Every spiritual and religious tradition seems to focus on food as part of the process of enlightenment and transcendence. In addition to not eating meat, Yogis eat no garlic or onion and consume no coffee, tea, or alcohol, since these foods are thought to be too stimulating and distracting from meditative and other spiritual disciplines. Buddhists are also vegetarians, although some will eat meat if it has already been killed and is being served to them, in order not to waste the sacrifice the animal has made. Greek Orthodox monks fast for about half the annual calender, although they do eat onions and garlic (quite copiously I might add). Christian monks and ascetics also drink alcohol and have been the originators of both beer and wines throughout history…after all Christ turned the water into wine. Most also eat fish and seafood, although not meat (unless of course they live in a hermitage, outside the walls of the monastery, and actually hunt!). They also are famous for their cheeses, which of course, vegans eschew.
All this to say that if specific foods are favored or contraindicated in the pursuit of spiritual development…..shouldn’t they at least be the same foods? Is the Orthodox monk somehow less holy or further from God than the Hindu Yogi because he eats garlic, onions, fish, and consumes wine and beer? And why is diet so prominently associated with spirituality? Is it the symbolism of food as potential corrupter and contaminant, entering the temple of the body? Or is it about what happens psychologically and spiritually when people abstain from things they actually like, whatever those may be?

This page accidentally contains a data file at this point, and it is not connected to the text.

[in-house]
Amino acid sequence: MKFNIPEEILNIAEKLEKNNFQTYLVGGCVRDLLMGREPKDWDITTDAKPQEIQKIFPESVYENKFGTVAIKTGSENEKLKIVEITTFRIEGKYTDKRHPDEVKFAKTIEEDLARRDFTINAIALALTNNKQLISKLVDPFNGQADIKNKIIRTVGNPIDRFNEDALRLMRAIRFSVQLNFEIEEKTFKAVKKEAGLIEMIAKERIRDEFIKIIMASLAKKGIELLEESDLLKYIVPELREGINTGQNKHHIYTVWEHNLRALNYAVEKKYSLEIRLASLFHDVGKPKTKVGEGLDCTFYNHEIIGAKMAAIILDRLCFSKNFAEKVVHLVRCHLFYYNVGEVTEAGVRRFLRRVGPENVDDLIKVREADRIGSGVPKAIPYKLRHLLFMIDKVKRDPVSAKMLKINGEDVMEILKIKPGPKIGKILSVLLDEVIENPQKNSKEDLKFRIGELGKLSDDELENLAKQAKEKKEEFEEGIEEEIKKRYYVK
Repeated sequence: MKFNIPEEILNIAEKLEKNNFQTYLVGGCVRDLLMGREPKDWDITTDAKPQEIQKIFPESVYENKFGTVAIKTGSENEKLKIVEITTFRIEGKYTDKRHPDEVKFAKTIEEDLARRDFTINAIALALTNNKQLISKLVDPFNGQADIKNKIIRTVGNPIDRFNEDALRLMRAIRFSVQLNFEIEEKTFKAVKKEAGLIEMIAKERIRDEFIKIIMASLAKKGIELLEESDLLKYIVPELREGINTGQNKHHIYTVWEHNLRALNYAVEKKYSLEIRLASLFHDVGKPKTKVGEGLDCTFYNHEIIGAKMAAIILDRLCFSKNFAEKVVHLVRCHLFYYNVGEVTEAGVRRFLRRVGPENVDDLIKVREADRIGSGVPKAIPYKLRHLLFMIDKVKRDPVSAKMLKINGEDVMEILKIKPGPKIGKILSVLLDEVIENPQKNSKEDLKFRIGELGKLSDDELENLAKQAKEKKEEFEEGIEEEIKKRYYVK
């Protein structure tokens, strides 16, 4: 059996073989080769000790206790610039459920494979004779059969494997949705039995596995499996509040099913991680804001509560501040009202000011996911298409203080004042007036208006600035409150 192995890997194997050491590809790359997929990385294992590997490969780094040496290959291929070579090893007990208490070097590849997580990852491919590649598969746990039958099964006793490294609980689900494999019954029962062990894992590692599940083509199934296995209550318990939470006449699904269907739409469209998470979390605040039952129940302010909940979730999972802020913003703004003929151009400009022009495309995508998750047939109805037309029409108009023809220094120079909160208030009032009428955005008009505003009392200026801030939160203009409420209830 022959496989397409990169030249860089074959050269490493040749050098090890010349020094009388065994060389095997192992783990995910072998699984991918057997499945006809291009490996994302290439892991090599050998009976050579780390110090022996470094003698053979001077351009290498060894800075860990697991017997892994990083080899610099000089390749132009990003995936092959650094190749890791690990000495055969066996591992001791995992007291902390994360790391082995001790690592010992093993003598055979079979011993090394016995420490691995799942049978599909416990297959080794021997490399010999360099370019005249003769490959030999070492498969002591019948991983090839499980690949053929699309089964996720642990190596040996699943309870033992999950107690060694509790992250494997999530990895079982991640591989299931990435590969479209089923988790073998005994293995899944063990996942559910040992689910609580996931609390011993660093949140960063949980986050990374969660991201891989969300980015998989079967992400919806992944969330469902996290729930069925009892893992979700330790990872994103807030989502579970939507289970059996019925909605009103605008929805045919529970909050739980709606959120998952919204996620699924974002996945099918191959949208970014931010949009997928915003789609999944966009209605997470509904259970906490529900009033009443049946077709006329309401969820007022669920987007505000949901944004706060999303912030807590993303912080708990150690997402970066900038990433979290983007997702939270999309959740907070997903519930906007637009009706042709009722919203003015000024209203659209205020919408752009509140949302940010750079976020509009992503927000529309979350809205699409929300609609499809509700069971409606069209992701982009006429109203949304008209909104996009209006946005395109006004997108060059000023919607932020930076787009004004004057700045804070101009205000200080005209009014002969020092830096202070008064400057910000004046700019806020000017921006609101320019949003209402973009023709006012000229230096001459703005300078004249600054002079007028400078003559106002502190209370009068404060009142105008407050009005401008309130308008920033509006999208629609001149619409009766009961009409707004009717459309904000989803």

All I can say is that I’ve spent lots of time with Yogis, Buddhists, and Christian spiritual seekers…and the Christians are definitely more fun…unless you happen to fall on a bread and water fast week!